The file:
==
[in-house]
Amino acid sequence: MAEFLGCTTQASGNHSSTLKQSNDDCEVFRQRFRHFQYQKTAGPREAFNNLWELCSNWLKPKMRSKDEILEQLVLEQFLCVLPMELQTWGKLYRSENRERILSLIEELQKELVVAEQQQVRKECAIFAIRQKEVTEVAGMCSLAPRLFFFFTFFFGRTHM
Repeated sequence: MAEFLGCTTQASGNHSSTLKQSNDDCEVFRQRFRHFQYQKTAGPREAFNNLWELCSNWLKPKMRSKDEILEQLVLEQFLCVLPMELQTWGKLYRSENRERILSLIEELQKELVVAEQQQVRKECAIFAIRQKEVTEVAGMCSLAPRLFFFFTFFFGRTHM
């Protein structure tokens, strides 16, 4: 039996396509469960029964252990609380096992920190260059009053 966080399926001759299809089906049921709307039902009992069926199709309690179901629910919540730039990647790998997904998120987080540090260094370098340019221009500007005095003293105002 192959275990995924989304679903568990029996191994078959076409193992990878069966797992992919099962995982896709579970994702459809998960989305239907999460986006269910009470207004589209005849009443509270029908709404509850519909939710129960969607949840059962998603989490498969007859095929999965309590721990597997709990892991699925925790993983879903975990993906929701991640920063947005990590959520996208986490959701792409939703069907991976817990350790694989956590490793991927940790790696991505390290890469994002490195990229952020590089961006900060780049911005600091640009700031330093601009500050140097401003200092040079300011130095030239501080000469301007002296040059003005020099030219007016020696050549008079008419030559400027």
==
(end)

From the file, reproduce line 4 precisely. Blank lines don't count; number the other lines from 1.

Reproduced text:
């Protein structure tokens, strides 16, 4: 039996396509469960029964252990609380096992920190260059009053 966080399926001759299809089906049921709307039902009992069926199709309690179901629910919540730039990647790998997904998120987080540090260094370098340019221009500007005095003293105002 192959275990995924989304679903568990029996191994078959076409193992990878069966797992992919099962995982896709579970994702459809998960989305239907999460986006269910009470207004589209005849009443509270029908709404509850519909939710129960969607949840059962998603989490498969007859095929999965309590721990597997709990892991699925925790993983879903975990993906929701991640920063947005990590959520996208986490959701792409939703069907991976817990350790694989956590490793991927940790790696991505390290890469994002490195990229952020590089961006900060780049911005600091640009700031330093601009500050140097401003200092040079300011130095030239501080000469301007002296040059003005020099030219007016020696050549008079008419030559400027």